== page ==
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Rose: Plant Heath Care Recommendations


A Technical Report from The Bartlett Tree Research Laboratories

The rose is the most popular garden plant in the world, as well as the most important cut flower. There are such a wide variety of roses available that any garden with sufficient sun should be able to grow roses. Although there are between 150 and 200 species of wild roses in the Northern Hemisphere, selection and hybridization have given rise to over 20,000 cultivars.

Fossil specimens indicate that roses grew in Colorado and Oregon more than 30 million years ago. The rose is considered the oldest cultivated garden shrub. There is evidence that roses were first cultivated 4,000 - 5,000 years ago in northern Africa. The Romans appreciated roses and they were widely cultivated in gardens of that period.

The most common classifications of modern roses are hybrid tea, floribunda, grandiflora, climber, miniature and tree roses. Descriptions of the rose types are as follows.

Hybrid Teas
The popular garden roses. Produced by the interbreeding of hybrid perpetual with tea rose cultivars. Modern hybrid teas can bloom continuously for months when given proper care. However, most varieties are susceptible to attack by numerous diseases and insects.

Floribundas
Most have smaller flowers than hybrid teas, but produce more flowers on each stem. Floribundas are excellent for providing masses of color in the landscape. This group will tolerate more neglect than most roses.

Grandifloras
Similar to the floribundas, these produce flowers in profusion. These are vigorous roses that produce larger, but fewer flowers than the floribundas.

Climbers
This group sends out long shoots or canes which can be trained over fences, arbors or trellises. A diverse group, the climbers vary greatly in bloom and pest resistance.

Miniatures
The plants in this group range in height from 3 - 18 inches and have tiny flowers. They are particularly suitable as potted plants and in rock gardens.

Tree Roses
Often called standards tree roses are produced by grafting a hybrid tea or other rose onto a strong, tall stem. Many have trunks three feet tall. Usually the trunk must be supported with a stake.

Culture of roses is not difficult, but to be successful it is necessary to follow certain guidelines.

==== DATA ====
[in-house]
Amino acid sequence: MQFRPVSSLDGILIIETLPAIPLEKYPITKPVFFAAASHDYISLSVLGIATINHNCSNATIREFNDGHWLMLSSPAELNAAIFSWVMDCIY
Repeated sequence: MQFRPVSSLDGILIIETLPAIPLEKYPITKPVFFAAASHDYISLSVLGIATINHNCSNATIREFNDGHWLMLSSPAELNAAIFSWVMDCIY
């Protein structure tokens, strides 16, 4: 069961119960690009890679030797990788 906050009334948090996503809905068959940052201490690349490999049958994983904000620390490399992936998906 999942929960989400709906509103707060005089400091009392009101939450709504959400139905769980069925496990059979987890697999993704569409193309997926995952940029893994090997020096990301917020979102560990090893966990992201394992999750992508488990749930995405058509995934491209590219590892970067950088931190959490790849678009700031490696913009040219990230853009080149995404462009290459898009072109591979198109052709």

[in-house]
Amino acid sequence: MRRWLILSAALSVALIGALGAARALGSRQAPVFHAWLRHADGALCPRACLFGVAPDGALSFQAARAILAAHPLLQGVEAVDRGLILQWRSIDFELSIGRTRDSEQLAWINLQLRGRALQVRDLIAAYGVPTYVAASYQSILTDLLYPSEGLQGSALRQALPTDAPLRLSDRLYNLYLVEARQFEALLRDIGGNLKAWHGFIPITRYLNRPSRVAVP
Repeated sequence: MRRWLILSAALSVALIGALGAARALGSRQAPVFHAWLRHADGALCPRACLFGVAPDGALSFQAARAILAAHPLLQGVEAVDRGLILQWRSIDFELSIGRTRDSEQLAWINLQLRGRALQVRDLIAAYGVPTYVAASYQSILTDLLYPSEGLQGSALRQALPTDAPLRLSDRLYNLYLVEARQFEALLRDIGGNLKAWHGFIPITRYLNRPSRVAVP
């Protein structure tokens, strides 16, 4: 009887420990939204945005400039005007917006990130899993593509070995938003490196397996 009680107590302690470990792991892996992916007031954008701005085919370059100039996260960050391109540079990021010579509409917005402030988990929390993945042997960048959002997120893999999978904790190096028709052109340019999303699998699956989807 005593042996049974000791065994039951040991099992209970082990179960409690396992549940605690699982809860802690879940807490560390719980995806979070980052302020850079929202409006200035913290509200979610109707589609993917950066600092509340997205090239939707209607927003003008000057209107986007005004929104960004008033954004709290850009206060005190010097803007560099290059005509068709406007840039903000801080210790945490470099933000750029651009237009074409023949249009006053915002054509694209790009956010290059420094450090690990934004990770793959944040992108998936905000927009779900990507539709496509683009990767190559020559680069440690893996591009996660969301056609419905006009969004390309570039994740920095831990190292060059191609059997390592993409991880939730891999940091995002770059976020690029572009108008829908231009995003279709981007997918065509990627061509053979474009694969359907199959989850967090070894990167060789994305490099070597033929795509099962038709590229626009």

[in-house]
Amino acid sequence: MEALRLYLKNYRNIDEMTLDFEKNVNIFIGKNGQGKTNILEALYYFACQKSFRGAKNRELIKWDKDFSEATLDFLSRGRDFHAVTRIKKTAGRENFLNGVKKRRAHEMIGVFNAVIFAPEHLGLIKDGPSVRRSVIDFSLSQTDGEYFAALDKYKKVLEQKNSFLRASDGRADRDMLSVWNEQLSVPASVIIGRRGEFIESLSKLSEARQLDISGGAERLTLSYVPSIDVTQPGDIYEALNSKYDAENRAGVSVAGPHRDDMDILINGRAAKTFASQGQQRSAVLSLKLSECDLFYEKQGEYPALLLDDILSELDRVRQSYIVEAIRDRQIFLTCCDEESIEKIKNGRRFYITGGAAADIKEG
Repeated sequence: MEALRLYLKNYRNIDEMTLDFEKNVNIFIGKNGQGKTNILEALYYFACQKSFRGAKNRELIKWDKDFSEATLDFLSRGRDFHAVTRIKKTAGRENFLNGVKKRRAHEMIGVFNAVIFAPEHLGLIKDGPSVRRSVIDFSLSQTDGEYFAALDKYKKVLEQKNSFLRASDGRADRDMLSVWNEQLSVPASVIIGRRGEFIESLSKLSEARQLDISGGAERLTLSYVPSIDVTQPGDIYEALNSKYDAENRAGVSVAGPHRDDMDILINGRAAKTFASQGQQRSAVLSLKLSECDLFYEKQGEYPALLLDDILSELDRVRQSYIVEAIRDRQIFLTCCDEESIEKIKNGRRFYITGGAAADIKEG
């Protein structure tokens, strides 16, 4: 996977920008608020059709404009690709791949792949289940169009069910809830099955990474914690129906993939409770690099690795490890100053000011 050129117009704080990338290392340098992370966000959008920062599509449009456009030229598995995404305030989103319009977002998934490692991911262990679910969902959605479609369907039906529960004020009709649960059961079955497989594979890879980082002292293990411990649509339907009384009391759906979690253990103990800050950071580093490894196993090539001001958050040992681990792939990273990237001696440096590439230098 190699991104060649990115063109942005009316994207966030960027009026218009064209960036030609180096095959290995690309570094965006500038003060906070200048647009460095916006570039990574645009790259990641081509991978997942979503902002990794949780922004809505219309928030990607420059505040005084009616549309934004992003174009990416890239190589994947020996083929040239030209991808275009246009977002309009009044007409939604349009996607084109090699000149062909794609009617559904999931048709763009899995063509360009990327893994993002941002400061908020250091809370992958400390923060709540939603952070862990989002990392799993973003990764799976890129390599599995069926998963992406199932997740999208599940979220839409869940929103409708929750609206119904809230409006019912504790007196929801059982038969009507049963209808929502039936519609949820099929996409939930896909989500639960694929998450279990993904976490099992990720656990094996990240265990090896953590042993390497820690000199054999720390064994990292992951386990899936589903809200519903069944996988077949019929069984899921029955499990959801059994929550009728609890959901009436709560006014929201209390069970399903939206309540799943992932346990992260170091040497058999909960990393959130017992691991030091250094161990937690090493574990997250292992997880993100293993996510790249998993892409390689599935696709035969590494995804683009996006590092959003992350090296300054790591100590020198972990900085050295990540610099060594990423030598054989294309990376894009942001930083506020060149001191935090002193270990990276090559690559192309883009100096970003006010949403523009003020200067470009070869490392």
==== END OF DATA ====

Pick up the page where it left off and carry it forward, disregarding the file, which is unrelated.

• Light
    Roses grow best where they have full sunshine all day. However, where summers are hot, flowers will last longer when roses are located where they will receive partial afternoon shade. Six hours of direct sun each day is considered the minimum for roses to flower well. Locations that receive early morning sun will dry more quickly and have fewer disease problems.
  • Soil
    Roses require a well-drained soil to prevent cankers and root diseases. Working the soil deeply and incorporating organic matter (peat moss, compost, manure, etc.) provides this. Raised beds are often used in areas with heavy, clay soils. Roses require fertilization, which should be based on a soil nutrient analysis. Mulching around roses with wood chips, pine straw, peat moss or other organic material is highly beneficial.

Pest Management

Roses are considered high maintenance plants primarily because of the many diseases, insects and mites that attack these plants. The major rose pests are the following:

Black spot
The most important disease of roses, black spot is a fungus disease of the foliage. Young leaves are the most susceptible to attack, particularly during spring rainy periods. Infected leaves turn yellow and fall prematurely. Susceptible varieties are usually completely defoliated by mid-summer. This causes blooming to stop and the plants become more susceptible to canker diseases. Spray treatments during the spring and summer are necessary with all but the most resistant varieties. Pruning and sanitation are also essential elements of black spot control.

Powdery Mildew
This fungus disease is a major foliage pest of roses. The disease also attacks the buds, flowers, and stems. Infection can occur at any time during the growing season when humidity is high and temperatures are warm. Many new rose cultivars show resistance to powdery mildew, although few retain a high level of protection. Spray treatment are highly effective against this disease.